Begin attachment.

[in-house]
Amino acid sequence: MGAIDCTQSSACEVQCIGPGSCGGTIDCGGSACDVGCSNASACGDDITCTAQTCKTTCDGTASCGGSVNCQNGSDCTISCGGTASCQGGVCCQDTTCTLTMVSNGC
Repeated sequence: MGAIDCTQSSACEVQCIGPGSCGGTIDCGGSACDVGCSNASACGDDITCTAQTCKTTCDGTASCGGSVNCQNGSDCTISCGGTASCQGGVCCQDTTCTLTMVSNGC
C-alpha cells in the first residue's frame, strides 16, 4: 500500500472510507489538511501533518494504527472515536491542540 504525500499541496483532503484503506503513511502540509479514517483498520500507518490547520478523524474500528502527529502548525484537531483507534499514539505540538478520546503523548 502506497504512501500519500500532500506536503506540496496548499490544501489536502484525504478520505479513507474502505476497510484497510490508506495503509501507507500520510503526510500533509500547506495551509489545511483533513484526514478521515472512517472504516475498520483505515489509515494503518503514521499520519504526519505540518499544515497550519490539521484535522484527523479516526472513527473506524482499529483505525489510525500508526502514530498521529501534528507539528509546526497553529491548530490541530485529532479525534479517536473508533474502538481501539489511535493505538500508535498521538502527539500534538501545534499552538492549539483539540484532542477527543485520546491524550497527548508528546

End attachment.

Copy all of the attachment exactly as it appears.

[in-house]
Amino acid sequence: MGAIDCTQSSACEVQCIGPGSCGGTIDCGGSACDVGCSNASACGDDITCTAQTCKTTCDGTASCGGSVNCQNGSDCTISCGGTASCQGGVCCQDTTCTLTMVSNGC
Repeated sequence: MGAIDCTQSSACEVQCIGPGSCGGTIDCGGSACDVGCSNASACGDDITCTAQTCKTTCDGTASCGGSVNCQNGSDCTISCGGTASCQGGVCCQDTTCTLTMVSNGC
C-alpha cells in the first residue's frame, strides 16, 4: 500500500472510507489538511501533518494504527472515536491542540 504525500499541496483532503484503506503513511502540509479514517483498520500507518490547520478523524474500528502527529502548525484537531483507534499514539505540538478520546503523548 502506497504512501500519500500532500506536503506540496496548499490544501489536502484525504478520505479513507474502505476497510484497510490508506495503509501507507500520510503526510500533509500547506495551509489545511483533513484526514478521515472512517472504516475498520483505515489509515494503518503514521499520519504526519505540518499544515497550519490539521484535522484527523479516526472513527473506524482499529483505525489510525500508526502514530498521529501534528507539528509546526497553529491548530490541530485529532479525534479517536473508533474502538481501539489511535493505538500508535498521538502527539500534538501545534499552538492549539483539540484532542477527543485520546491524550497527548508528546